Petai Recipes

Petai with Fresh Mushrooms and Cashew Nuts

(Courtesy of Jeanie Lee of New Formosa Restaurant)


200gm halved petai seeds

One large onion, cut into small wedges

Two varieties of fresh mushrooms (according to preference)

50gm cashew nuts

One red capsicum, diced into cubes (Optional: Rub salt over capsicum and roast for 15 minutes until skin blisters, peel and dice into cubes)

One tbsp vegetarian oyster sauce or light soy sauce

Half teaspoon brown sugar (optional)


Soak petai for 10 minutes and dry. Toast cashew nuts until slightly golden brown.

Heat one tea spoon of oil in a non-stick wok and sauté onions until fragrant. Add capsicum. Add mushrooms. Sprinkle some water and stir-fry lightly and then simmer the ingredients for about three minutes. Add petai and stir-fry about two minutes. Lastly add in cashew nuts, oyster or light soy sauce and a pinch of brown sugar.


Due to reduced oil and seasonings in this recipe, it is suggested that the petai is soaked for a while to get rid of its strong smell. If you prefer the strong smell, you may cook the petai while sprinkling a dash of brown sugar to enhance its taste. Simmer the mushrooms to release their flavour while simultaneously enhancing the flavour of the petai. Onions are cut into wedges to retain sweetness and texture, which tastes better eaten with petai compared to when cut into rings.

Sambal Petai with Prawns

(Courtesy of The Cooking House in Desa Sri Hartamas)


Half cup of petai beans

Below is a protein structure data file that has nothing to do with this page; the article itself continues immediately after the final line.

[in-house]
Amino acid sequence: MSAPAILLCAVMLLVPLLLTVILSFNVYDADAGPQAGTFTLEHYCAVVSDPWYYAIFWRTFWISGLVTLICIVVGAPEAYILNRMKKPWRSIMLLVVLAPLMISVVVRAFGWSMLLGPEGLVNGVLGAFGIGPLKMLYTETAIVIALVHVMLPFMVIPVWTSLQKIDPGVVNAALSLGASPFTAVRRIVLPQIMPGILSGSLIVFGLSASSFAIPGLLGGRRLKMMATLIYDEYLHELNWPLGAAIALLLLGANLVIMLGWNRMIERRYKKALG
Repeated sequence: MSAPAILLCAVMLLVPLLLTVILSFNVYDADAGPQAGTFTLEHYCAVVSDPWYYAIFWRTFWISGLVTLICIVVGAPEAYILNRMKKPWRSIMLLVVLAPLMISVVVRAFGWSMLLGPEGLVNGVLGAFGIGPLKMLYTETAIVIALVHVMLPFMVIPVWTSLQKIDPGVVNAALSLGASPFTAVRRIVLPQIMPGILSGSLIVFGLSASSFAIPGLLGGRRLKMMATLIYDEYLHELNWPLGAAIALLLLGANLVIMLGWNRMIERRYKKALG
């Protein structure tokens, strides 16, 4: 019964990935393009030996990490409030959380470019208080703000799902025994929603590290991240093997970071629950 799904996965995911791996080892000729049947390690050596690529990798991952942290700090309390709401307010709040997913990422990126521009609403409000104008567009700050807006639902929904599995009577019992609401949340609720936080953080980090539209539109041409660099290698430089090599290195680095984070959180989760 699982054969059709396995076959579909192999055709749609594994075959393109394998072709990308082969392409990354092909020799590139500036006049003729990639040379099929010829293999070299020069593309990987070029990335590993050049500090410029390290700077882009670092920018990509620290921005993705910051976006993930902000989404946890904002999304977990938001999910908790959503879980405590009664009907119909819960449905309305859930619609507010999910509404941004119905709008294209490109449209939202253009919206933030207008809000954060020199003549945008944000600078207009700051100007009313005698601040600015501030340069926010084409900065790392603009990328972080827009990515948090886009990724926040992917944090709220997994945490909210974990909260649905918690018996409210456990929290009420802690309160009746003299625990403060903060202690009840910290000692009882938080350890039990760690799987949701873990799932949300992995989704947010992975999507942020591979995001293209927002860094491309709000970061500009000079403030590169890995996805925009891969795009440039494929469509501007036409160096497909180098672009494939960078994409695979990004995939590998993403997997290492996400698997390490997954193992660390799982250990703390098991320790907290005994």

300g fresh prawns, cleaned and shelled

Three shallots

Three cloves garlic

One inch ginger

One cup of dried chillis (boiled in hot water, deseeded and blended with some water)

One stalk lemongrass, crushed

Two tablespoons of tamarind juice

Half cup fresh coconut milk

Pinch of salt and sugar

Cooking oil


Blend together shallots, garlic and ginger in a food processor. Heat some oil in a frying pan.

Pour in the blended ingredients and saute for a few minutes until fragrant. Add in crushed lemongrass and blended chili. Stir well and add in the coconut milk.

Next, stir in tamarind juice and add in the prawns.

Once the prawns are almost cooked, add the petai beans and cook for another few minutes until prawns are fully cooked.

Season to taste with sugar and salt.


yazid said...

sedap la weiiii, dah malam2 ni buat perut terasa lapar balik.

Snuze said...

Petai memang sedap. Tapi lebih afdhal sekiranya tak perlu berkongsi bilik air; kesemerbakannya boleh menyeksa jiwa-jiwa yang tidak menikmatinya.